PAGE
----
During the same time my uterine fibroid grew by several inches, and the fibrocystic lumps in my breast also grew a lot. I certainly didn't connect the 2 until I had to have a breast biopsy, and and a great doctor connected the dots for me. I know a lot about nutrition, and I was under impression that soy was a healthy alternative to animal protein. I've changed my diet, and doing much better now.

Jul. 08 2009 02:05 PM
anonyme

You chumps! complaining about Robyn's sincere efforts - and research, and book-writing and blogging - she was a nervous wreck about interviewing with Leonard! (look at her tweets) I sometimes can't stand the pissy attitude of some extremely smug listeners - what have you offered lately? How much of this valuable thinking and research have you done? This doesn't only go for today.

Jul. 08 2009 01:25 PM
Elizabeth Yamashita from Chester, NJ

Although I agree with some of the comments that the interviewee sounded very pat and rehearsed and seemingly unwilling to engage in a real conversation with Leonard Lopate (who is a master of the conversational interview) -- the premise of her book is hugely important.

We've just seen a vivid example of the insidiousness of additives in our 13-year old daughter, who flew into an uncontrollable rage after consuming a cupcake and Italian ice loaded, we now know, with Red Dye 40. Though we are a family that stays away from processed food whenever possible, and avoid sugar and white flour, we made an exception for a holiday party. And we've learned our lesson. Thanks for having this segment on the show.

Jul. 08 2009 12:56 PM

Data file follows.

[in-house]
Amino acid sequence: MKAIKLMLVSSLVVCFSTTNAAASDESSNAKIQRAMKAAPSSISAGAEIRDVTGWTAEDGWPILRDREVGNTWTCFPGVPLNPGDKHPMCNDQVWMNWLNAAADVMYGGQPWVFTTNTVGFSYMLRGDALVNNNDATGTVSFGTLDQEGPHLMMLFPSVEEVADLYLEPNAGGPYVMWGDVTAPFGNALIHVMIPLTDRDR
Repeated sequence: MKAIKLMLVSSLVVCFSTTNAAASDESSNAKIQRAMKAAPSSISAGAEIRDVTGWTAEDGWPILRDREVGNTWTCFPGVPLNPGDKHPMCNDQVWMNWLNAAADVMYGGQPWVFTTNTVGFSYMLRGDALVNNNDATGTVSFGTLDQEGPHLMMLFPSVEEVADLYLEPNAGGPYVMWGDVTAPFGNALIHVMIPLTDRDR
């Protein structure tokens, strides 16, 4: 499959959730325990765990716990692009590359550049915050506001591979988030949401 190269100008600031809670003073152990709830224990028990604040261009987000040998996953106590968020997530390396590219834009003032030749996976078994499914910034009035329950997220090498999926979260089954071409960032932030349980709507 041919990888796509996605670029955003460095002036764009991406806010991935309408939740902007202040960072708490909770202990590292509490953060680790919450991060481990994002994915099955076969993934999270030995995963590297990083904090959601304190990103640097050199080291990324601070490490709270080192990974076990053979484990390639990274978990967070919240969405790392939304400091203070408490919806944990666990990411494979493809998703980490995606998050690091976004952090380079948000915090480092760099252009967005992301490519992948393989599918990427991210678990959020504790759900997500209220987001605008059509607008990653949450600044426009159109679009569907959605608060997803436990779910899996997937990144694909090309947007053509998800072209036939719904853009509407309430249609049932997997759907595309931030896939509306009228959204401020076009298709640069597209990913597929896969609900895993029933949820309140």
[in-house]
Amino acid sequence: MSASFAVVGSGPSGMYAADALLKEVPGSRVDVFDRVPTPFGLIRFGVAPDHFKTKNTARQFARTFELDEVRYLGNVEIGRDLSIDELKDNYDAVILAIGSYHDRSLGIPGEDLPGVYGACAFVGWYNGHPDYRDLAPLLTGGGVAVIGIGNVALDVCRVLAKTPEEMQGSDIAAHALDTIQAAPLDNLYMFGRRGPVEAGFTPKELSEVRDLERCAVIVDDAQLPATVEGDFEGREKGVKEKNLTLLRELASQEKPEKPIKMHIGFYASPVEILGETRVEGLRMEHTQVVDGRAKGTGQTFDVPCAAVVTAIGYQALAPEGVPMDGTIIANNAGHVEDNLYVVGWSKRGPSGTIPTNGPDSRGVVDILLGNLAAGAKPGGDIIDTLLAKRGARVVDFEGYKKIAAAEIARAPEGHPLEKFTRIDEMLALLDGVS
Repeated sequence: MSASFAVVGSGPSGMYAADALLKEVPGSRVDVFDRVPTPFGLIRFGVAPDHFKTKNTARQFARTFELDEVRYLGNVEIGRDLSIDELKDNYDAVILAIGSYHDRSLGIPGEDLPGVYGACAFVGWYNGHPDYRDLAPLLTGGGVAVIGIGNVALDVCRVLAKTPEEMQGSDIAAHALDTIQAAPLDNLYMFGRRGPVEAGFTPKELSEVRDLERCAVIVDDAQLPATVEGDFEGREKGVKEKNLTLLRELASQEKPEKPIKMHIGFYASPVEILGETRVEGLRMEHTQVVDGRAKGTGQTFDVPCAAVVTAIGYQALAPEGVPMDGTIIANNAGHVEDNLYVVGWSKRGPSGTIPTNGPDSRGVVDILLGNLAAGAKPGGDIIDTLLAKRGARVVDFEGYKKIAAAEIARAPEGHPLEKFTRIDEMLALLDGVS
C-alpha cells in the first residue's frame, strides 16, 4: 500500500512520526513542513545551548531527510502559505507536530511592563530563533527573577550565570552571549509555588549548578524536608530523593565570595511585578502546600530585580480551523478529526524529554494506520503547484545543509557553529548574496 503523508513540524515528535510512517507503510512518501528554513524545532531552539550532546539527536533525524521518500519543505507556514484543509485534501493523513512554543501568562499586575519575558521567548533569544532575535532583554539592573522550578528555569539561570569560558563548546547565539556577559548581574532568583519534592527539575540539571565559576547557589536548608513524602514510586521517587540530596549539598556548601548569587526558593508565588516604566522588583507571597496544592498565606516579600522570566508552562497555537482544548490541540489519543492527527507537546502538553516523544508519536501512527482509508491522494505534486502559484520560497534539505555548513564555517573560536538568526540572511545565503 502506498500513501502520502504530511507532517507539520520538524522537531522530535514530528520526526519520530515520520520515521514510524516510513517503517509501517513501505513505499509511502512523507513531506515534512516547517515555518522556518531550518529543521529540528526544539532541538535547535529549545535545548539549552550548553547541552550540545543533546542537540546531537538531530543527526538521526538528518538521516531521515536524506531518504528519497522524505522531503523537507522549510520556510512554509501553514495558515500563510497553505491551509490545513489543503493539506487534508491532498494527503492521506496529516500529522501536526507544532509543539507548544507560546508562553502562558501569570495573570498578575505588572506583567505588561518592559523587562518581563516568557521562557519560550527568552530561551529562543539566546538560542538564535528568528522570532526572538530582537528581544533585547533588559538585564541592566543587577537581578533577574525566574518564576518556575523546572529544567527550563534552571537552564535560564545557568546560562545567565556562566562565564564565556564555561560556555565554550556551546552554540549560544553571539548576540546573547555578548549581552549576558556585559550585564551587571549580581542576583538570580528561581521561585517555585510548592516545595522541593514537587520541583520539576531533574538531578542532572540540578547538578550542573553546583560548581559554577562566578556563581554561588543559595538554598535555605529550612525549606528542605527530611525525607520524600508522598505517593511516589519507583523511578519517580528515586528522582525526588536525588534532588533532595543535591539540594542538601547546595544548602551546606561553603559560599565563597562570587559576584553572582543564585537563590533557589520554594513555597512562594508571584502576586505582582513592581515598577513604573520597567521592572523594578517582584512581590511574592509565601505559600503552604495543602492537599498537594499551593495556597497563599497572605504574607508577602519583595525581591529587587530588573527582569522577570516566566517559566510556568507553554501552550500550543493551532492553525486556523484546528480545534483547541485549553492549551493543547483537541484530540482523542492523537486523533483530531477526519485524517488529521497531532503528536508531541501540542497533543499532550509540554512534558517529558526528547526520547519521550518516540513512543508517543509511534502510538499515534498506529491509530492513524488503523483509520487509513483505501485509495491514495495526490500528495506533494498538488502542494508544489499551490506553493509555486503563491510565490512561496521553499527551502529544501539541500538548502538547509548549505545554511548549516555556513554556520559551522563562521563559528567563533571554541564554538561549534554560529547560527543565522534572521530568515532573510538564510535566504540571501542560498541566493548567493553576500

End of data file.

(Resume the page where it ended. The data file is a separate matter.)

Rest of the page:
Ken from BK

or to get more funding for the school. She is pointing out that we must question every statistic and provides her sources. Many of the studies out there now do not offer the general public this information. And for those that she believe that she is being cagey, well she is trying to promote her book. She has to leave you with wanting to read more.

Jul. 08 2009 12:56 PM
Ken from BK

For Fred canavan: Your answer your lack of critical reasoning. Yes you should question school test and anything that can be maniplated in ways Robyn has pointed out. Just because 90 percent of the class passed the test does not mean that the chile actually learned something. You don't know what the test was testing, who may have changed the scores to please

Jul. 08 2009 12:53 PM
Ralph Cutler from Brooklyn

Thanks Leonard so much for doing this segment with Robyn. For such a wealthy nation, the way we educate about, grow, process, market and regulate our food, is to me one of the saddest aspects of our life. It is given so little attention in media and politics, yet is so intertwined with the massive environmental and health issues we are facing.

Jul. 08 2009 12:44 PM
Alicia from Manhattan

I was wondering if Robyn was firmiliar with with T.S. Campbell's book The China Study. In a 40 year study he has directly linked animal protein to diseases of affluence Aka cancer, heart disease, and diabetes. That of course includes Caesin
or milk protein. He was met by silmilar hostility with his findings and exposed quite a few corporate alliances with leading medical journals. Also, aren't most of our childrens neurological problems linked to the flouridation of our water supplies? I am enjoying this segment but would love to hear T.S. Campbell who is a scientist that grew up on a dairy farm which is a really interesting parallel.

Jul. 08 2009 12:40 PM
j from b'klyn

i also stopped eating bread, pasta and crackers on a regular basis [maybe a handful of times of a month, seriously] in order to lose some very stubborn weight, and the side effect i was not expecting was a DEcrease in lactose intolerance, so that's the main reason i've continued this dietary path.
my energy level is still the same, but i'm less hungry in general. it took about 2-3 weeks to shake the carb-induced type hunger pangs.

Jul. 08 2009 12:38 PM
reuven

Organic in France is called 'Bio' and is sold at the Bio Marche. Organic foods and Herbal type suppliments sold in Europe are typically 2 to 3 times higher from what the costs are here in the U.S. for the same product.

Jul. 08 2009 12:37 PM
Beth from Upper West Side, Manhattan